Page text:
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Northern Ireland's District Policing Partnerships

category ireland / britain | crime prison and punishment | opinion / analysis author Wednesday December 03, 2008 11:49author by Sean Matthews - WSM - Workers Solidarity 106author email wsm_ireland at yahoo dot com Report this post to the editors

District Policing Partnerships – A talking shop

In northern Ireland District Policing Partnerships (DPPs) were set up by the Policing Board in conjunction with local councils in early 2003 to provide “accountable and effective” policing


District Policing Partnerships – A talking shop


Despite its retention of a heavy arsenal of lethal weapons including Tasers, and a litany of repressive anti-terror legislation including Diplock Courts, Hugh Orde, current Chief Constable of the Police Service of Northern Ireland often refers to the force as the ‘most democratic, accountable police service in the world’. This from the same Chief Constable who has recently unsuccessfully attempted to block the release of vital documents to the Pearse Jordon Inquest. Pearse, an unarmed IRA volunteer, was gunned down by the RUC on the Falls Road in 1992.

Meanwhile a new MI5 headquarters has been built to direct and gather intelligence in the interests of ‘national security’ meaning the interests of the rich and powerful – such is the nature of political policing under the state.

District Policing Partnerships (DPPs) were set up by the Policing Board in conjunction with local councils in early 2003 to provide “accountable and effective” policing.

Propaganda blitz

Despite a massive propaganda blitz waged by the PSNI, establishment parties and the mainstream media it seems that not everyone is buying into the spin surrounding DPPs. According to the latest major public survey conducted by the Northern Ireland Statistics and Research Agency in February, fewer than one in seven people believed DPPs were doing a good job.

These statistics are an illustration of DPPs being merely a ‘talking shop’ with no legislative authority. Rather than real ownership and empowerment, input by local residents in DPPs is limited to making ‘suggestions’ as a ‘spectator’, reinforcing our sense of dependency.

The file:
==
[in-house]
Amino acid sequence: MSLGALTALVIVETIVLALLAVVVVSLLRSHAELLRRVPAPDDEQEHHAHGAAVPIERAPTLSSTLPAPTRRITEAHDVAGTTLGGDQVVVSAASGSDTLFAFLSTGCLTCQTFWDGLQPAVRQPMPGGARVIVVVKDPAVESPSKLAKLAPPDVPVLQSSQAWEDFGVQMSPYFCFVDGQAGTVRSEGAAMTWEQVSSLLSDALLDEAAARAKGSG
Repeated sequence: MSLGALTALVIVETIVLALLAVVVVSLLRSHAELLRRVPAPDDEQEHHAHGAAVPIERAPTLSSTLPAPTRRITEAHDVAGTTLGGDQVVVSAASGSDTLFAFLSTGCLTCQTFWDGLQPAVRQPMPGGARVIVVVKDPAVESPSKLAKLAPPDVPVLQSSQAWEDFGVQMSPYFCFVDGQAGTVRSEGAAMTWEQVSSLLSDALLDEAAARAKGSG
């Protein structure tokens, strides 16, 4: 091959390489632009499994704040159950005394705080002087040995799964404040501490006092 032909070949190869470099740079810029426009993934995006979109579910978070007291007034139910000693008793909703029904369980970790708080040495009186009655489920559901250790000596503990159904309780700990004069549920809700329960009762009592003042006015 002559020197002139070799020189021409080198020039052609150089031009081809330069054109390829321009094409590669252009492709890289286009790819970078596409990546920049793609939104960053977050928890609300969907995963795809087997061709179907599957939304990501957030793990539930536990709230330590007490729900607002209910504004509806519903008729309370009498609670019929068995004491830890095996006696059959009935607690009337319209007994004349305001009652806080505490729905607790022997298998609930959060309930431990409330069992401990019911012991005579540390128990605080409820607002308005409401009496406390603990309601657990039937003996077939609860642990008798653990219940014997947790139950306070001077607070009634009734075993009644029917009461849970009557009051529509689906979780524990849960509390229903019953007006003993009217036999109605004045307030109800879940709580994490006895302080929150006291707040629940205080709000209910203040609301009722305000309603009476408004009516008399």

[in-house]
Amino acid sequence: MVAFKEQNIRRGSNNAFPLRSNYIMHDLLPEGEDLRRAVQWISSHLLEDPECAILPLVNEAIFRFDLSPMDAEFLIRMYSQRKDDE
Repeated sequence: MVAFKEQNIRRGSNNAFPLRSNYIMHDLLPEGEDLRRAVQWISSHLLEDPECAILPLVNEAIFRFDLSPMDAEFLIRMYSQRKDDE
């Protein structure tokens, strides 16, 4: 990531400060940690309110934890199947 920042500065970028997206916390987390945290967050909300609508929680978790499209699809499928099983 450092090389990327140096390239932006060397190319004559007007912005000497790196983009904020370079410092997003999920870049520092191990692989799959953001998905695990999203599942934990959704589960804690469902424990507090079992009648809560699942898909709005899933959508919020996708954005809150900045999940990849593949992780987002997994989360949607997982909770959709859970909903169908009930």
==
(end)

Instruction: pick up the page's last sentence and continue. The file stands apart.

At the same time, the District Policing Commander continues to have the power to refuse to answer any questions during a public meeting on the wide scope of ‘national security’ - which basically translates into British ruling class interests. How many imperialist wars of plunder or recent curtailments of long-standing civil liberties, including internment without trial, have been justified in the interests of ‘national security’?

Anti social crime

A stronger, more militant and confident working class will be able to, and must, take on responsibility for tackling anti-social crime in its own communities as part of a wider independent movement, because the police won’t do it and are complicit due to the very nature of capitalism and the state. No amount of token reforms, ‘sexy’ makeover, and government from Dublin, Stormont or London can disguise the repressive nature of policing in working-class communities.

We should not succumb to populist quick-fix calls for ‘zero-tolerance’, or ‘more police on the streets’, providing the green light for an intensification in police brutality, and evidently failing to address the underlying root causes of crime such as poverty, despair, poor housing.

We must demonstrate through our actions and methods that only by collectively organising, and practising solidarity where we live and work as a class can we begin to tackle and remove the scourge of ‘anti-social crime’ and the real crime of capitalism.


From Workers Solidarity 106, Nov 2008

Northern Issue Southern Issue

Click on one of the thumbnails above for an PDF version of the northern or southern edition of Workers Solidarity 106 which can be printed out on eight A4 pages.

Related Link: http://www.wsm.ie/public_newswire/crime

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